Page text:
Reading the two-page edict released by Attorney General Jefferson Sessions I had the feeling I was missing something. I scoured the Internet looking for misplaced pages, at first assuming, and then praying that there had been unintentional omissions. Oversights. The directive by the Attorney General ordered the Department of Justice to review all agency activities—e.g., active research grants, investigations, agreements with police departments—with the intent of ensuring they align with this administration’s agenda. But the values that are missing from that agenda represent much of what we have learned works in policing: that we are safer when we 1) value protecting the most vulnerable, 2) work hard to earn trust, 3) measure what’s important, and 3) treat people fairly and with as little coercion as possible. We must wait to see the outcome of the review. But it is not too early to point out these oversights and to insist that our shared values and collective wisdom not become permanent omissions from the work of Justice.
First, where is the Attorney General’s affirmation that DOJ defends civil rights? He notes that, “It is not the responsibility of the federal government to manage non-federal law enforcement agencies.” Surely, though, protecting those vulnerable to mistreatment is a value central to a Department of Justice’s existence. During the Obama administration that value was reflected in the Civil Rights division opening 25 investigations into law enforcement, 14 of which became consent decrees DOJ will review under the AG’s order.
Importantly, this has never been an “anti-police” value. Several consent decrees mandate interventions to improve office health. Moreover, the best evidence available suggests that consent decrees broaden access to civil liberties and have lasting influence. Protecting civil rights is a job the federal government must do and can do effectively. It is also a value that cannot be overlooked.
Second, where does the Attorney General demonstrate that he understands how trust works? His order states that, “The misdeeds of individual bad actors should not impugn or undermine the legitimate and honorable work that law enforcement officers and agencies perform.” I believe he is echoing the old adage that police misconduct is the product of “a few bad apples,” and should not tarnish the profession. But, here, the “bad apples” idiom represents a mind-boggling lack of understanding—both of idiom and of trust.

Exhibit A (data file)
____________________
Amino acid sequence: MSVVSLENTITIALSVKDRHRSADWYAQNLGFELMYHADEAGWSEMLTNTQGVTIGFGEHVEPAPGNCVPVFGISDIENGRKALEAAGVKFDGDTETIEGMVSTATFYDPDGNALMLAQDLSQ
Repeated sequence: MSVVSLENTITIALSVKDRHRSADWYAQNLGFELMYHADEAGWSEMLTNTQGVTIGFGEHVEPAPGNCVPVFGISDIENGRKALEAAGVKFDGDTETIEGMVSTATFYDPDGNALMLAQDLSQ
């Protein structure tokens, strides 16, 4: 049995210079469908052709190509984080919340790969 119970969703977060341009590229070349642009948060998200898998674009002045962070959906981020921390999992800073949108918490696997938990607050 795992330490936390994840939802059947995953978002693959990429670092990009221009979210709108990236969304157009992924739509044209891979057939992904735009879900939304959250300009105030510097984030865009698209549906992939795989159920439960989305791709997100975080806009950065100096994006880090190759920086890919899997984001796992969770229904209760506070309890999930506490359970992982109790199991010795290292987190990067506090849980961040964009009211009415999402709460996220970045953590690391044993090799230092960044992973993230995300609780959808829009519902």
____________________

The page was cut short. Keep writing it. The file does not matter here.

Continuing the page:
The full phrase is “a few bad apples spoils the barrel.” Trust works much the same way: individual acts of misconduct damage the legitimacy of whole institutions. Recent research demonstrates that calls for police assistance (e.g., 911 calls) decline sharply after a single public instance of misconduct (e.g., a police beating). And, since there is near scientific consensus that cooperation with the law begins with trust in it and not fear of it, any pro-police agenda cannot omit the value of repairing damaged trust even as it must affirms the honor of most officers.
Next, where is the evidence that this Attorney General knows that measuring “justice” is more than measuring “crime?” His statement affirms that “statistics on crime and criminals” are essential. As a #JusticeNerd and a lead researcher on the National Justice Database, I could not agree more! Still, it is bizarre that the statement focuses on “crime and criminals” to the exclusion of data on police behavior. The FBI director called the lack of police shooting data “embarrassing” and “ridiculous,” and in far worse shape than crime data. If the Attorney General wanted to lump in police behavior with that of criminals, I imagine law enforcement would object (as would I). If he did not think police data are important—well, those same objections apply. Valuing policing means we have to care enough to measure what police do.
Finally, where are the values of fairness and decency? The Attorney General asserts that, “Recruitment and training … should focus on making law enforcement a rewarding career, and attracting and retaining well-qualified personnel.” Who could argue? But the lack of any reference to bias reduction or de-escalation is peculiar, particularly in light of the Task Force on 21st Century Policing’s report that strongly called for trainings to emphasize both. The conviction that public safety is best when applied fairly and without unnecessary coercion is glaringly absent from the administration’s agenda.
The DOJ must not forget these values or the science that supports them because the alternative is dangerous. Voiding consent decrees robs communities of the federal support often vital to making the most difficult—and meaningful—changes. Chiefs who navigate consent decrees report that the process is painful, but that change could not succeed without federal intervention. Further, a federal retreat from communities that protested so ardently could further erode trust in government—the value that most breeds public safety.
When the nation is so divided, it is critical that the federal agency charged with oversight of civil rights corrects the oversights in the Attorney General’s statement. To allow them to stand risks not only compromising our values, but also omitting the decades of lessons that science and experience have taught us—and the justice those lessons made possible.